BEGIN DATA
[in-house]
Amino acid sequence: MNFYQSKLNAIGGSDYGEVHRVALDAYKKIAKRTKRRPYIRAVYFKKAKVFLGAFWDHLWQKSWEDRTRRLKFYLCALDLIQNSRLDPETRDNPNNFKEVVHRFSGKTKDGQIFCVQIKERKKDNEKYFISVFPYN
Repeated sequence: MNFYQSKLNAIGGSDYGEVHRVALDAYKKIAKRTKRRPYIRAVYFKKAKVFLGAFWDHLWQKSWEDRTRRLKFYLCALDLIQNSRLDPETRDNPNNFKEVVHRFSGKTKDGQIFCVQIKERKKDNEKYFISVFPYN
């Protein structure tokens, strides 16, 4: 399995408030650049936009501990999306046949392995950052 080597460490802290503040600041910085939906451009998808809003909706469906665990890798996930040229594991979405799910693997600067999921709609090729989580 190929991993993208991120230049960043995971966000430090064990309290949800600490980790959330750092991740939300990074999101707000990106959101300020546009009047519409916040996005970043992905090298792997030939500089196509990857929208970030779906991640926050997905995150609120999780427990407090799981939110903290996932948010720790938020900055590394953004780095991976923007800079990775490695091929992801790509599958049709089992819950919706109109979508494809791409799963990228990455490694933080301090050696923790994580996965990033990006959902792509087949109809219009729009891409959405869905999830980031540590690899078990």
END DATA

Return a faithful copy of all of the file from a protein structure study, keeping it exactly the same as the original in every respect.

[in-house]
Amino acid sequence: MNFYQSKLNAIGGSDYGEVHRVALDAYKKIAKRTKRRPYIRAVYFKKAKVFLGAFWDHLWQKSWEDRTRRLKFYLCALDLIQNSRLDPETRDNPNNFKEVVHRFSGKTKDGQIFCVQIKERKKDNEKYFISVFPYN
Repeated sequence: MNFYQSKLNAIGGSDYGEVHRVALDAYKKIAKRTKRRPYIRAVYFKKAKVFLGAFWDHLWQKSWEDRTRRLKFYLCALDLIQNSRLDPETRDNPNNFKEVVHRFSGKTKDGQIFCVQIKERKKDNEKYFISVFPYN
């Protein structure tokens, strides 16, 4: 399995408030650049936009501990999306046949392995950052 080597460490802290503040600041910085939906451009998808809003909706469906665990890798996930040229594991979405799910693997600067999921709609090729989580 190929991993993208991120230049960043995971966000430090064990309290949800600490980790959330750092991740939300990074999101707000990106959101300020546009009047519409916040996005970043992905090298792997030939500089196509990857929208970030779906991640926050997905995150609120999780427990407090799981939110903290996932948010720790938020900055590394953004780095991976923007800079990775490695091929992801790509599958049709089992819950919706109109979508494809791409799963990228990455490694933080301090050696923790994580996965990033990006959902792509087949109809219009729009891409959405869905999830980031540590690899078990």